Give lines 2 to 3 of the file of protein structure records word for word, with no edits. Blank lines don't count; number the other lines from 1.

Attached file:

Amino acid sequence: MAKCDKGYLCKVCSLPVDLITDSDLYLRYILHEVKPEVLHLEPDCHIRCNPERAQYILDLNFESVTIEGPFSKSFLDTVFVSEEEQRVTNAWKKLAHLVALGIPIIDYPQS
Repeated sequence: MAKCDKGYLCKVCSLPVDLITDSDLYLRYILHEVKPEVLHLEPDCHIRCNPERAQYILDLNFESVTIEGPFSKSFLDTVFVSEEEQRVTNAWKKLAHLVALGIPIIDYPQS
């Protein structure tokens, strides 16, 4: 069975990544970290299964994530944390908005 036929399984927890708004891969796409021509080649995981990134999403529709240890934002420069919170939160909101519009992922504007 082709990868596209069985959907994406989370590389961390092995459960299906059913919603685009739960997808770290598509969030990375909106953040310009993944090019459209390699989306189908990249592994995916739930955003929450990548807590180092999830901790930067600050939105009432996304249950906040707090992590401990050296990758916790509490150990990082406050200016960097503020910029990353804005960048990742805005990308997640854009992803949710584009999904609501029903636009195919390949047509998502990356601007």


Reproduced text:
Repeated sequence: MAKCDKGYLCKVCSLPVDLITDSDLYLRYILHEVKPEVLHLEPDCHIRCNPERAQYILDLNFESVTIEGPFSKSFLDTVFVSEEEQRVTNAWKKLAHLVALGIPIIDYPQS
């Protein structure tokens, strides 16, 4: 069975990544970290299964994530944390908005 036929399984927890708004891969796409021509080649995981990134999403529709240890934002420069919170939160909101519009992922504007 082709990868596209069985959907994406989370590389961390092995459960299906059913919603685009739960997808770290598509969030990375909106953040310009993944090019459209390699989306189908990249592994995916739930955003929450990548807590180092999830901790930067600050939105009432996304249950906040707090992590401990050296990758916790509490150990990082406050200016960097503020910029990353804005960048990742805005990308997640854009992803949710584009999904609501029903636009195919390949047509998502990356601007």